The Internet of Things: Enlightening Objects and “Dumb” Machines

“Dumb” objects like microwaves and washing machines communicate with their owners by buzzing, beeping, or making some otherwise hideous noise that you have to be within earshot to hear. But when those machines are connected to the Internet and given the ability to send and receive data, they communicate not with the user by making noise, but with each other through integrated Wifi.

This machine-to-machine (M2M) communication is the essence of the Internet of Things (IoT), a global technological revolution Forbes defines as “the concept of basically connecting any device with an on- and off-switch to the Internet (and/or to each other).” Examples include smartphones, coffee makers, washing machines, headphones, lamps, and wearable devices, as well as almost anything else you can think of.

This “next big thing” revolution – which has already begun, but is poised to explode into the mainstream within the next five years – is changing the relationship between people and their “things.” This was made possible by a perfect storm of events: the proliferation of high-speed, broadband Internet; the near-total penetration of mobile devices; the dramatic reduction in the cost of technology; and the emerging trend towards wearable devices, with the advent of th Microsoft Band and Apple Watch.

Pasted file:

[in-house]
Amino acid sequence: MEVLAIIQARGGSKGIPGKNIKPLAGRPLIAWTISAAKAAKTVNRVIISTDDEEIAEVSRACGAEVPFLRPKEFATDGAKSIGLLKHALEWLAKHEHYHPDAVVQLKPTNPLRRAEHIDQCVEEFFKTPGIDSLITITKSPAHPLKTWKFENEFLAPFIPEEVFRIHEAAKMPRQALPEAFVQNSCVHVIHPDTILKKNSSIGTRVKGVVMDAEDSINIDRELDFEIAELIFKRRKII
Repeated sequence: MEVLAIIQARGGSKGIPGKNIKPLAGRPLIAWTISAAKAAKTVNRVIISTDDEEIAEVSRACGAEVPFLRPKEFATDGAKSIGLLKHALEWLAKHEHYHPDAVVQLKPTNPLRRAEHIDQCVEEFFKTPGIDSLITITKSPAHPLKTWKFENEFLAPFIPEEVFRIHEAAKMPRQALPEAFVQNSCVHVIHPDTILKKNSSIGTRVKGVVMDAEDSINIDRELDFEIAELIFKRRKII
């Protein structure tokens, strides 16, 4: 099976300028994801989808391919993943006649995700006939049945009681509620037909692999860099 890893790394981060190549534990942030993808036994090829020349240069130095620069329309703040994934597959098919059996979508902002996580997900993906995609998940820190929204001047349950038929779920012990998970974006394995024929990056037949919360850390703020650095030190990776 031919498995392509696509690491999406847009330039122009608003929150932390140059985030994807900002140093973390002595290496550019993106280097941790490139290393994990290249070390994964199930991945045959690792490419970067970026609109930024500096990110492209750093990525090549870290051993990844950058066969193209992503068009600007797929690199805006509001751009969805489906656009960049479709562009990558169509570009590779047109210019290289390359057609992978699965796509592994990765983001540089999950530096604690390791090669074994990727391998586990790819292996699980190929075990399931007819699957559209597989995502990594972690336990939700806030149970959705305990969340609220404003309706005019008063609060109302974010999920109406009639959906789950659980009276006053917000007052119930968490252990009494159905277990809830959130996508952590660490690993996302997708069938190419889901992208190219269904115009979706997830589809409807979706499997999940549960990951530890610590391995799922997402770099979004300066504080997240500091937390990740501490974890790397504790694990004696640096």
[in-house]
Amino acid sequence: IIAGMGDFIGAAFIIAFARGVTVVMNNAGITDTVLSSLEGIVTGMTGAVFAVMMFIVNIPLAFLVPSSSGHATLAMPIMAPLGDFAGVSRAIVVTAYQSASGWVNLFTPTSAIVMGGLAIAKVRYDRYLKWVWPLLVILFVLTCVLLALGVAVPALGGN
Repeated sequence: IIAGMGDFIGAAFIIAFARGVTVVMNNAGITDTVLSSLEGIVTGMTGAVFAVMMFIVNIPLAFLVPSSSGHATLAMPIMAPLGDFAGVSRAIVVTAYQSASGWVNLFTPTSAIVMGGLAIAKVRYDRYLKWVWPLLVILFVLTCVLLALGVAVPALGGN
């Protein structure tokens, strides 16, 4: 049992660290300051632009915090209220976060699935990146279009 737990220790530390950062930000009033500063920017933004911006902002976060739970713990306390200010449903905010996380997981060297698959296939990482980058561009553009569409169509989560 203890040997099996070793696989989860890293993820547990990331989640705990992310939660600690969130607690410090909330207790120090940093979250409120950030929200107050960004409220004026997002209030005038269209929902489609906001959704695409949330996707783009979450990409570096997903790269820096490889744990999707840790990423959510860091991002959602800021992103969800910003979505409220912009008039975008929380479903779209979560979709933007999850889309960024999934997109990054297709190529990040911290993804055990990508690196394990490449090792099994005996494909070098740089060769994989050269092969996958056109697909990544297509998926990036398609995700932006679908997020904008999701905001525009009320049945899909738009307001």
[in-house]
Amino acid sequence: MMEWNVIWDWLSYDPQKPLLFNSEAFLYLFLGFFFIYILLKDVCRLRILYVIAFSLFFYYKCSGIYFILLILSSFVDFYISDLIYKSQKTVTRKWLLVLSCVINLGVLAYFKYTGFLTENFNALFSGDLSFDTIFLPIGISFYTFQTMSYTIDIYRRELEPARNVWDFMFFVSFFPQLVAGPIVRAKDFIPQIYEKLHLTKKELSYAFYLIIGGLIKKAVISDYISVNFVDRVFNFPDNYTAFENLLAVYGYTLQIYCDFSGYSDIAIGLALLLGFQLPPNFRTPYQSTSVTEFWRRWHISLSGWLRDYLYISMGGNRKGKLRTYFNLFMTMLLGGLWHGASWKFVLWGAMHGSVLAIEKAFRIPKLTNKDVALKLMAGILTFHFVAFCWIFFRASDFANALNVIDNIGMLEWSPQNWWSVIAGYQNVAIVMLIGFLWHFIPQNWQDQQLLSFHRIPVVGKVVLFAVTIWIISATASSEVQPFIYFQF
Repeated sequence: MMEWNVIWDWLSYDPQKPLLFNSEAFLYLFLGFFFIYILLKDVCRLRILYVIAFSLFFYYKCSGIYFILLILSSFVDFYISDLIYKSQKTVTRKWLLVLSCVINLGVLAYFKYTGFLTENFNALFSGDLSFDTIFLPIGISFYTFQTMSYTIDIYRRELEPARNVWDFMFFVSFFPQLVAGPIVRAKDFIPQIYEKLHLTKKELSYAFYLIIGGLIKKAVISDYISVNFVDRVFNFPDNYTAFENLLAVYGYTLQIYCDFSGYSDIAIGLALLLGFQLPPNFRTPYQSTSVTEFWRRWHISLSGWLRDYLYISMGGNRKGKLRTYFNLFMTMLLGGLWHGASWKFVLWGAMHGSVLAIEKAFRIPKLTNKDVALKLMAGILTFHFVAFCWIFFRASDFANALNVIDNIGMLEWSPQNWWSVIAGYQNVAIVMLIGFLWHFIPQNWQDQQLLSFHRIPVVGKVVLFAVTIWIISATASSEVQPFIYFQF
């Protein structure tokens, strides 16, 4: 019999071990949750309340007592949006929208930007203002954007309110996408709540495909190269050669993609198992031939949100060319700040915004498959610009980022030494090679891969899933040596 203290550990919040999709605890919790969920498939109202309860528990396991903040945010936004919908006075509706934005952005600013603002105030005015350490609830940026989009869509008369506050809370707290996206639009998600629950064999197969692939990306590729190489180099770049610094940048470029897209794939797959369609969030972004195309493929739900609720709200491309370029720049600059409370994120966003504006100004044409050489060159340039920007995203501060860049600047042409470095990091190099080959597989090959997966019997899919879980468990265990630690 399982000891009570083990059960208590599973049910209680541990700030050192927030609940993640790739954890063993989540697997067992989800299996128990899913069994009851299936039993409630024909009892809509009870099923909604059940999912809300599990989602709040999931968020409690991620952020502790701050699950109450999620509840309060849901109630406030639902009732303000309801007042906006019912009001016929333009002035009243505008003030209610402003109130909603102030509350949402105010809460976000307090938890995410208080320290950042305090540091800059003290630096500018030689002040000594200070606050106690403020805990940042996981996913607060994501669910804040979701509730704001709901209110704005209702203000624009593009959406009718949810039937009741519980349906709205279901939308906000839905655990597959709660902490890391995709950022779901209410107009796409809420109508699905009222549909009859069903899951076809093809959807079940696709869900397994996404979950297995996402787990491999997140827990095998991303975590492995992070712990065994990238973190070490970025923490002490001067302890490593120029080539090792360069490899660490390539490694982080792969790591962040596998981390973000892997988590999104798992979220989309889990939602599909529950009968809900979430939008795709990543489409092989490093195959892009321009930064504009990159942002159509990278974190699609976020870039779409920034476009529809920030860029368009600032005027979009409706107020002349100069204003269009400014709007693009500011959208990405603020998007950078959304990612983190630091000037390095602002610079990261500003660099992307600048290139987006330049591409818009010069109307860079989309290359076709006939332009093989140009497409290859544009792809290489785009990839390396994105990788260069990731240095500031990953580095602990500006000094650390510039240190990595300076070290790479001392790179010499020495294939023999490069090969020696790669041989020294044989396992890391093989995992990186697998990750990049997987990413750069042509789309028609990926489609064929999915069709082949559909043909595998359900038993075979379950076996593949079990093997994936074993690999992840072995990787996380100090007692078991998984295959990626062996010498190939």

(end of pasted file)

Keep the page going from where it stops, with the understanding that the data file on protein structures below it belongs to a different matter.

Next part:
What Will IoT Look Like in Your Life?

  • Your smart water meter communicates with both you and the utility company that sells you water. When utility usage is at the day’s lowest peak and water is at its cheapest, the meter sends you a text message telling you the perfect time to take a shower or run the dishwasher.
  • Your smart refrigerator sends you a text message with a list of items that are about to expire, along with a few recipes that include those items. When you confirm a recipe, the refrigerator sends a message to the oven instructing it to begin preheating to the right temperature.
  • When you turn off the water after a shower in the morning, your shower sends a message to your coffee maker to start brewing a cup so it will be ready by the time you’re dressed.

All of this will be recorded on your wearable device, as it tracks the devices you use, your heart rate, calories consumed, etc., thus creating the most intimate, largest, most complex human database on the planet.

Smart Cities: The Next Generation of IoT

But, according to Wired, the real-world implications of IoT are much, much larger than household conveniences. For example, in 2007, a bridge collapse in Minnesota killed many people when failing steel finally gave way under the weight of passing cars. To prevent future catastrophes, engineers could incorporate sensors into bridges that can detect when concrete is crumbling, steel is warping, or if the bridge is icy or wet. That information could simultaneously be sent to municipal authorities, as well as to drivers in approaching, Wifi-enabled “smart” cars.